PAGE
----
What do we commoners look for in our fantastic literature? Severian, (the reminiscing protagonist of Gene Wolfe’s “Book of the New Sun”) suggests that we expect the same things from books that we expect from a well-conducted public execution:
“No long delays; personages who are permitted to speak only briefly yet do it well; certain dramatic pauses which shall signal to you that something of import is about to occur; excitement; and a sating quantity of blood.”
Severian would know: he’s both the consummate storyteller of his own life, (of which “The Shadow of the Torturer” is the first part) – AND an apprentice Seeker of Truth and Penitence (a.k.a. torturer/executioner). In the decaying Land of Urth, the Inquisition is alive and well, but when Severian transgresses and allows his infatuation with a prisoner to cloud his sense of duty, he is expelled from the torturer’s guild. Armed with a sword known as Terminus Est, Severian sets out on a quest that’s half “Pilgrim’s Progress,” half “Wonderful Wizard of Oz,” and that ends abruptly as our hero and his motley crew of acquired friends (theatrical mountebank Dr Talos, sexy Jolenta, titanic Baldanders, and ingénue Dorcas) prepare to exit the gates of the City of Nessus.
And that may all sound like standard fantasy: as promised, “Shadow of the Torturer” has the dramatic pauses, the characters who utter memorable and wise things, action, and the sating blood that comes with its “torturing” motif – but it also offers a lot more to its readers, since it functions equally as a densely philosophical bildungsroman (sort of like “Of Human Bondage,” except with actual scenes of people in bondage.) It’s that wealth of philosophical allusiveness which helped the novel win a World Fantasy Award in 1980.
Aaaaaaaaaand the Nebula Award for best novel of 1982 goes to… “The Claw of the Conciliator,” which continues Severian’s journey past the gates of Nessus toward the city of Thrax, where he’s expected to perform as a carnifex.
Along the way there are imprisonments and escapes, reversals and revelations, man-apes and gigantic river goddesses, and even a Tinman. The multitude of developments that Wolfe squeezes into a relatively brief novel is staggering: today’s epically padded, brawny behemoths (cough cough) could learn from Wolfe’s combination of verbal economy and intellectual generosity, (some would say profligacy).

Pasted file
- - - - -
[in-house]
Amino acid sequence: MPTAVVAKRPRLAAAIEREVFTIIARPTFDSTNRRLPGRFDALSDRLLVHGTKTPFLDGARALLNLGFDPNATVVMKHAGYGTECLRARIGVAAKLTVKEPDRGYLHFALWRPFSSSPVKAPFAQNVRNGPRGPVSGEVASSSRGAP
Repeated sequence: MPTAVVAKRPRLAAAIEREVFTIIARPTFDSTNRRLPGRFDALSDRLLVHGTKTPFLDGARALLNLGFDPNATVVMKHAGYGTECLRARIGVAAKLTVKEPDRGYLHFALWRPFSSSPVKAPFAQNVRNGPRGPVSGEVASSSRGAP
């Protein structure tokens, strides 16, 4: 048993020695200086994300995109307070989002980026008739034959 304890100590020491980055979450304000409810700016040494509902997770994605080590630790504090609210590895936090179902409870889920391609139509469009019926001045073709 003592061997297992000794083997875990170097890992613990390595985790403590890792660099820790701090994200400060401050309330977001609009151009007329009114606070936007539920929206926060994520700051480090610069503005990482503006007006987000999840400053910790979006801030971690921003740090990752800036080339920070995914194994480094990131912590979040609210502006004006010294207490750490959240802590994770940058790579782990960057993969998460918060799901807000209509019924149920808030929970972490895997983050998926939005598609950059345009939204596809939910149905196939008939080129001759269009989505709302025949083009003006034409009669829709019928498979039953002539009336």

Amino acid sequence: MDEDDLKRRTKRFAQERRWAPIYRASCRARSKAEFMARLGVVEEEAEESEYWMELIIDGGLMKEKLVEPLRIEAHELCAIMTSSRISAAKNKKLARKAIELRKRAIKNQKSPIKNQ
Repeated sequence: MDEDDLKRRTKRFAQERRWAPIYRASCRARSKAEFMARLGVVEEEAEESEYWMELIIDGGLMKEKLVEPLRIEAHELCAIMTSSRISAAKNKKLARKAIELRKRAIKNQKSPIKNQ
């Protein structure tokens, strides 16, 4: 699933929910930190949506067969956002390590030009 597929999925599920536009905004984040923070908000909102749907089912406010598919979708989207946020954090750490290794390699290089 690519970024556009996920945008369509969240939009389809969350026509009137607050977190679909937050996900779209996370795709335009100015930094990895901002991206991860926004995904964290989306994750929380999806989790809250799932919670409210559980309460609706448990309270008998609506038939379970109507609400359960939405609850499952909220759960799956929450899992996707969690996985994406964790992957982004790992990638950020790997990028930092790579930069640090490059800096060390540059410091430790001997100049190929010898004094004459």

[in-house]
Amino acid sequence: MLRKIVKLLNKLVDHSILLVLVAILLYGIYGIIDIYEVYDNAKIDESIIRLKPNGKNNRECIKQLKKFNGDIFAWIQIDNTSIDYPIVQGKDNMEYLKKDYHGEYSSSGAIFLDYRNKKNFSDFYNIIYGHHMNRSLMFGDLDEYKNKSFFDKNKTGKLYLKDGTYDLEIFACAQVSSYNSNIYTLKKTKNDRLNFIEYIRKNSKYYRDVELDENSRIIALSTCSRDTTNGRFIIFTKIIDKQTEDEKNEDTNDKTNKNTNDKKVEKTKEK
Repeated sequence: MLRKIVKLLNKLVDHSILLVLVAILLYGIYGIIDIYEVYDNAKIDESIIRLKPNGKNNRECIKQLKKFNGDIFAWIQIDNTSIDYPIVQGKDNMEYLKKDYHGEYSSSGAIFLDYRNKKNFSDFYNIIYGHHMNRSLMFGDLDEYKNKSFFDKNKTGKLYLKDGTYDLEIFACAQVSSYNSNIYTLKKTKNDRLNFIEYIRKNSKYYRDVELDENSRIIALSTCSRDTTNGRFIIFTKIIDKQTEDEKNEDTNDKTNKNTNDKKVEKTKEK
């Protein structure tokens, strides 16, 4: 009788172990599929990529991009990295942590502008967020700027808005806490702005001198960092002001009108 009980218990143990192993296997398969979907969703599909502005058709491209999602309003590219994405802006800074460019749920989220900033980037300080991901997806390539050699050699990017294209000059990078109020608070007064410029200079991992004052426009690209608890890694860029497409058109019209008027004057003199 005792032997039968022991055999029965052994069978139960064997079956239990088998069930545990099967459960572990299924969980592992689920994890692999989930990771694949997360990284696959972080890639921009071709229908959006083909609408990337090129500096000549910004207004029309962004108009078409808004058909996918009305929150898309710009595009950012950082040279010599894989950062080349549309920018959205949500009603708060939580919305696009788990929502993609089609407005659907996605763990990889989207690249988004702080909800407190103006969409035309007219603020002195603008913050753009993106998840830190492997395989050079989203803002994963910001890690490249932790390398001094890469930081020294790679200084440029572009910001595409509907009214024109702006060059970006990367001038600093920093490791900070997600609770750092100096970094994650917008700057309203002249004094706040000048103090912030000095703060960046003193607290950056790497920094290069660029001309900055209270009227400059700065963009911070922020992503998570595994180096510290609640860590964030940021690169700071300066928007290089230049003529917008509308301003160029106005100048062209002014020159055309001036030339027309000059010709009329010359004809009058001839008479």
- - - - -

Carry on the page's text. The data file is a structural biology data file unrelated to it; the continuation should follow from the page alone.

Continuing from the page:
In turn, Wolfe could use tips on slowing down: he thinks nothing of rushing past fantastic, beast-laden landscapes that merit a slower prowl. (A little condescending to the audience members that can’t quite keep up with the sights would actually be welcome.) And sometimes he meanders from theme to theme. He’s an impatient writer, even stylistically. In “The Claw of the Conciliator,” he abandons his main travel narrative to include two shining, inventive interludes: a short Hellenic tale that plays around with the Aegeus/Theseus myth, and an honest-to-God “Auto Sacramental” that would have made Pedro Calderon de la Barca proud. Although they are oddly encrusted in the narrative, these gems shed some light on the true nature of Urth, even as Severian and friends wander in confused obscurity.
Wolfe is also always on the hop from genre to genre.
One of the most effective moments in “Claw of the Conciliator” hints at the fusion between fantasy, sci-fi, and straight-up religious allegory that marks the series. One of Severian’s traveling companions, Jonas, who at first appears to be a man who sports a mechanical hand as a result of an accident, is revealed to be more like a mechanical hand who sports a MAN as a result of an accident. (Honestly, this “Terminator” reversal is so well done I feel some shame in outing the android.)
Jonas is connected, with almost maddeningly subtlety, to the Theseus story. This, not so much because of Theseus’ heroic adventures, but because of the philosophical question of Theseus’ ship, as recorded by Plutarch.
The philosophy student gets beaten over the head with the planks of Theseus’ ship early on. (I know, there are few things with a higher potential for annoyingness than a philosophy student who’s had a blow to the head too many and begins to take these things too seriously.) The paradox of Theseus’ ship ponders whether a vessel is still itself after it has had all its aging planks replaced by newer ones, (as Theseus’s ship allegedly was, through the efforts of conscious restoration.) By extension, is a person who has had a leg replaced by a prosthetic limb the same person? What happens as the number of artificial parts accumulate? A little more futuristically: is a machine like Jonas, who has had organic material replace its original artificiality, STILL a machine, or has it become a person after all? Do Tinmen Love with Atomic Hearts? And is Earth (I mean, Urth) still Urth if it’s constantly undergoing the replacement of its parts? Is matter eternally matter, or has it stopped being matter as it morphed into something else? If divinity morphs into humanity, is it still divinity, or can it retain its unity?
Annoying questions perhaps, but also fun to play with. And Wolfe is a much more playful writer than he gets credit for.